After years of paying rent, you’ve finally decided to take the plunge and buy your own home. Although this can be an exciting time, it can also be overwhelming. This can especially be the case for first-time homebuyer. However, it doesn’t have to be when you follow certain guidelines to make the job go smoother. Here are some important tips and guidelines for first-time Denver homebuyers.
Where a home is located should be one of your most significant considerations. While young singles may be more interested in an urban area that’s near their work and social life, most families prefer to be in neighborhoods that are close to good schools, parks and other family-oriented features.
Decide if a home you’re considering is located in a safe area in which residents aren’t afraid to walk around freely in a neighborhood. Is the property you’re considering close to a good commercial district? Or, maybe you’d love to be near a beach or lake. If this is the case, remember that the closer a home is to water, the more expensive it can be. Generally, you’ll also probably pay more for property that has stunning mountain views.
Determine the Type of Home You Need
There are several kinds of homes from which to choose with each type having their own advantages and disadvantages. These options include single-family or traditional homes, townhouses, condos, mobile homes and multi-family structures that contain two to four units.
What’s more, ask yourself if you’d prefer a one-story (ranch) home or a two-story or even a split-level house. If you’re a senior citizen and want a home with more than one level, just be sure that you’ll be able to climb stairs as you continue to age.
Size and Number of Bedrooms and Bathrooms
Consider how many square feet your house needs to be, keeping in mind any future needs. Many young couples intend to start a family, so they buy a home that has at least two bedrooms and more than one bathroom.
Do you frequently entertain overnight guests or enjoy having your kids or grandchildren stay with you? If so, you’ll need enough guest bedrooms. Consider if you need a garage and how much room you’ll need for storage, such as for housing vehicles and boats.
Type of Neighborhood and Activities Nearby
Find out as much as possible about the demographics of a neighborhood. Ask if a neighborhood consists mostly of renters or homeowners? If you have young children, you probably want to be in a family neighborhood rather than one made up of mainly single people.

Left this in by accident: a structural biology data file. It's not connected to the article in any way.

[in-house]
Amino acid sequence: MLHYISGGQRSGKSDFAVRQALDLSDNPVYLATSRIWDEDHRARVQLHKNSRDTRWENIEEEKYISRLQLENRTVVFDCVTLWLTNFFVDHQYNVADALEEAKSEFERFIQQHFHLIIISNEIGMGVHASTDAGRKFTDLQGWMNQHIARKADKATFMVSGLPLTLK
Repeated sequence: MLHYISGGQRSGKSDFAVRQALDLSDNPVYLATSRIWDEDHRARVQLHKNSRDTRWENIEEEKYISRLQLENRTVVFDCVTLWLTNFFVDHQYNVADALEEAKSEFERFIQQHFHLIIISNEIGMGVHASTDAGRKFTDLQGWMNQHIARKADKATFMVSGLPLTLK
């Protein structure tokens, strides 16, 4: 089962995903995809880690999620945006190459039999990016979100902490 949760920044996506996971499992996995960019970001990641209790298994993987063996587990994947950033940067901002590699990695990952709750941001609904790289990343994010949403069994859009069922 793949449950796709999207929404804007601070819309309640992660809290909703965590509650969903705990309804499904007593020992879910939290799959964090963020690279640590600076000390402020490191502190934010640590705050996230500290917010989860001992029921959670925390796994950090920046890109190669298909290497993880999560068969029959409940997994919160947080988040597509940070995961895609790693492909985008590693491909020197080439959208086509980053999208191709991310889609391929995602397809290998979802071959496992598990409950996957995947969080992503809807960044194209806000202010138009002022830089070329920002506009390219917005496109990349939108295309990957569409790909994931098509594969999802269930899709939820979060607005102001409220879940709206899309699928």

Another consideration is if there are activities near the home that you’re considering buying, such as a community center. This may be huge bonus is you’re an older homebuyer who’s widowed and wants to meet other single seniors.
Financial Concerns (Mortgage loan, down payment)
- Get your financing in order before even searching for a home. One way to roughly determine the amount of mortgage loan you can afford is to triple the amount of your annual income.
- As for a down payment, most real estate professionals believe that home buyers need to save at least five percent, or more, of the cost of a home for a down payment. Of course, this amount can vary greatly.
- When determining your home buying budget, keep in mind you’ll need to allow for closing expenses to see what you’re able to afford. Often, the closing costs amount to about 1 to 2 percent of a purchase price.
- You’ll also need to consider property taxes, the cost of home insurance and expenses for upgrades or home improvements.
- Find out if a development has a homeowners’ association and the amount of dues required for covering repairs and other expenses.
Additional Considerations and Warnings
- Although home inspections should be conducted on any home, it’s particularly crucial to have a home inspection on older houses. You need to look beyond the visible appearance of a house and thoroughly examine its infrastructure, including plumbing, waste lines, faulty fixtures, electrical systems, floor joists, foundation walls and other possible issues.
- Consider the amount of maintenance a property requires. Besides house maintenance, you’ll also need to determine how much upkeep is needed for landscaping. If you’d rather not spend your weekends trimming bushes and fertilizing flower beds, then don’t buy a home with too many plants, flowers and trees that require regular maintenance.
- Buying a fixer-upper, instead of a move-in ready home, is usually cheaper. On the other hand, fixer-uppers can involve considerable money and labor just to transform them into dream homes.
- Consider how long you plan to stay in your new home.
- If you don’t want to resale your home later, but are thinking about becoming a landlord someday, ask if a home has the potential to be rented out in the future.
The right real estate agent can make a huge difference in helping you find just the right home. Don’t hesitate to call a professional Denver Realtor. Please contact me.